gallery — two shots I managed
to get off before being told to put
the camera away
The day started and ended with museums. In the
morning was the ethnographic museum, probably
the best museum we visited; in the afternoon,
the national gallery.
When we walked into the ethnographic museum,
we were called over by the lady at the cloak
room who, having seen our camera bags on entering,
told us we had to leave them there. "No
picture," she explained. We then went
to the ticket booth where the lady there
asked us if we wanted to take pictures. Puzzling.
We explained that the previous woman had made
us check in our cameras. "But we can take
pictures here?" we asked for clarification
— and somewhat excitedly, too, for we'd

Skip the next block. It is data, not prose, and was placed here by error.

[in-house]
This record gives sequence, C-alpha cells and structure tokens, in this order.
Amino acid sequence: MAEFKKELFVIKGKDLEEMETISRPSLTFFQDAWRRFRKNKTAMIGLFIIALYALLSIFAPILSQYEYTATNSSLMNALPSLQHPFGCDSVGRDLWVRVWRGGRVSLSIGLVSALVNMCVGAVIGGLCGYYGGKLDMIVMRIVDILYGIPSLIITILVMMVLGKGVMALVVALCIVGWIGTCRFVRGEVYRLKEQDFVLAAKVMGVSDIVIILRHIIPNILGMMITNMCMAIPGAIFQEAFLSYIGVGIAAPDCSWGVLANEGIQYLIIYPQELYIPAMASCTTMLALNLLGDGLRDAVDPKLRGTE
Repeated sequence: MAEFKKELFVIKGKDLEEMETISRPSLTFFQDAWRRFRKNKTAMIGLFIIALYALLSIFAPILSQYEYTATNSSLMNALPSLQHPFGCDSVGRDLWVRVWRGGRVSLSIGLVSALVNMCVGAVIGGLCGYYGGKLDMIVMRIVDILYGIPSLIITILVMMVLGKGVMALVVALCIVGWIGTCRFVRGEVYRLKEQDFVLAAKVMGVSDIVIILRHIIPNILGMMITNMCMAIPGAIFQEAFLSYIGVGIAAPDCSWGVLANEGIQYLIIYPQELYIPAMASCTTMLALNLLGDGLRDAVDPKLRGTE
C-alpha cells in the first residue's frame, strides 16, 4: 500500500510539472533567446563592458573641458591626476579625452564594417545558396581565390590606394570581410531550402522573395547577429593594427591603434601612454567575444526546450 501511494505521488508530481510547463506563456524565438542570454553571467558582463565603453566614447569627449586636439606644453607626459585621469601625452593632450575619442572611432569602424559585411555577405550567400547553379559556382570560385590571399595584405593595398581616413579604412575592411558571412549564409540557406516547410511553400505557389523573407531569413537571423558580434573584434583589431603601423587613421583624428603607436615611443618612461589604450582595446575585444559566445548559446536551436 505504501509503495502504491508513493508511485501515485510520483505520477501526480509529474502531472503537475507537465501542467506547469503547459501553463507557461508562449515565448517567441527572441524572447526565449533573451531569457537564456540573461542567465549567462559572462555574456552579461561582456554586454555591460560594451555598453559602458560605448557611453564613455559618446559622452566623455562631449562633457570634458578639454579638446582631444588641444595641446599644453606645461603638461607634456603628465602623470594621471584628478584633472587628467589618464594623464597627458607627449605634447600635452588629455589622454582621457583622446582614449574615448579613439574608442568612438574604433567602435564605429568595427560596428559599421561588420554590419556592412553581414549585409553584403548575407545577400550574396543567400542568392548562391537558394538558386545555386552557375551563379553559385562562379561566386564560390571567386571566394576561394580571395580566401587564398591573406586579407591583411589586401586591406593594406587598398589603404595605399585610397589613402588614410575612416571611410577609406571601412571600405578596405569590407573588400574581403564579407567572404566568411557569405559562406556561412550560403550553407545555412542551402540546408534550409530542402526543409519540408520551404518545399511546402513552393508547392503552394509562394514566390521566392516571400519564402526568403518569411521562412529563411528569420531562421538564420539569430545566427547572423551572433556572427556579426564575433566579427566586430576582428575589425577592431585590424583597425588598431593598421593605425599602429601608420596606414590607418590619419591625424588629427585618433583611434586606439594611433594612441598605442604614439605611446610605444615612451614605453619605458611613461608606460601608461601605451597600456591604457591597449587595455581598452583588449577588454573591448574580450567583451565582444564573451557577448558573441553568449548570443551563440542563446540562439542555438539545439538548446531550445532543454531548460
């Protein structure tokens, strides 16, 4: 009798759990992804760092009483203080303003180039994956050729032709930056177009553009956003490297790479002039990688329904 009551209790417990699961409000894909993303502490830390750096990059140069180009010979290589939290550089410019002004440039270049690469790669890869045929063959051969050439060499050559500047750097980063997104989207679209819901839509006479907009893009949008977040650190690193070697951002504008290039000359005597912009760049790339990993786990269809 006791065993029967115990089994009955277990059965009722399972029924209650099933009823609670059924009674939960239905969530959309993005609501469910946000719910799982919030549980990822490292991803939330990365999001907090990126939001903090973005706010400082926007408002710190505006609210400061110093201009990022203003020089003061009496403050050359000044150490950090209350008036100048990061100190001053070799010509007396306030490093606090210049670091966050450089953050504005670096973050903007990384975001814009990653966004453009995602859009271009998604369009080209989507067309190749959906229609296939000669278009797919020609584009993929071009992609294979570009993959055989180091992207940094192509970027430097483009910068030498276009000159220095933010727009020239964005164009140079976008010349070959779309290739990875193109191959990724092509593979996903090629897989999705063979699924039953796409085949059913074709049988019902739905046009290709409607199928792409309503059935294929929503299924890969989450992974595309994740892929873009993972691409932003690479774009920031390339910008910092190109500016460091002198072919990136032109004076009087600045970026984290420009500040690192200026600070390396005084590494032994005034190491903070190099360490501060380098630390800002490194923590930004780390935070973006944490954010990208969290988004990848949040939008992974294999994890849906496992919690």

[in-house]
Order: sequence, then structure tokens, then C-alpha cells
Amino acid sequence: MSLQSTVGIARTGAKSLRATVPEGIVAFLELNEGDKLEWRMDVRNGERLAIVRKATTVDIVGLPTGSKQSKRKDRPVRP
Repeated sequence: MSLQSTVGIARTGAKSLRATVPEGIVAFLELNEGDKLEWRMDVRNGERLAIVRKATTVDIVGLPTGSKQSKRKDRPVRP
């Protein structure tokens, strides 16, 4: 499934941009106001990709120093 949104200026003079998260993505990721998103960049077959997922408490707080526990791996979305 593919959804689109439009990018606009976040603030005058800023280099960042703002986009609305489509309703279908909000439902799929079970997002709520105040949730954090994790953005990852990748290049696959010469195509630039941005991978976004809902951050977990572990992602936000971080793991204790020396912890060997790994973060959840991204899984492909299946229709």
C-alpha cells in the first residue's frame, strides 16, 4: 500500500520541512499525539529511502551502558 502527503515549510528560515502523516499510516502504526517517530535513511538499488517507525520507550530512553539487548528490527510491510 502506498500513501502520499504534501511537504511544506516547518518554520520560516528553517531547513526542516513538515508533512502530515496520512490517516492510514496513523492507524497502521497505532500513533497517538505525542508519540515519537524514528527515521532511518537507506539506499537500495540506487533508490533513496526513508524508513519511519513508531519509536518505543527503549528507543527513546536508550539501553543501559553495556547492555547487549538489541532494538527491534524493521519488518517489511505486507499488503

seen pictures of the interior of the museum,
housed in the former Hall of Justice, and knew
it to be a stunning sight indeed. "Yes,"
the woman explained. "If you buy a photo
ticket, you can."
I glanced at the list of prices and saw, to my
horror, that the "photo ticket" was
three times the price of the admission
ticket. Three times as expensive!
Needless to say, we passed.
That afternoon, in the national gallery, after
having taken only my second picture, I was
approached by a security guard who asked me
for my ticket. I handed him my admission ticket
and he responded, "No, your photo ticket."
"Ah. That I don't have," I replied,
putting my camera away.
The stupidity of the idea of having to pay to
take pictures aside, the photo ticket could
actually be a useful thing. The best museums
had them; the worst didn't. So if you go
into a museum in Budapest, always . . .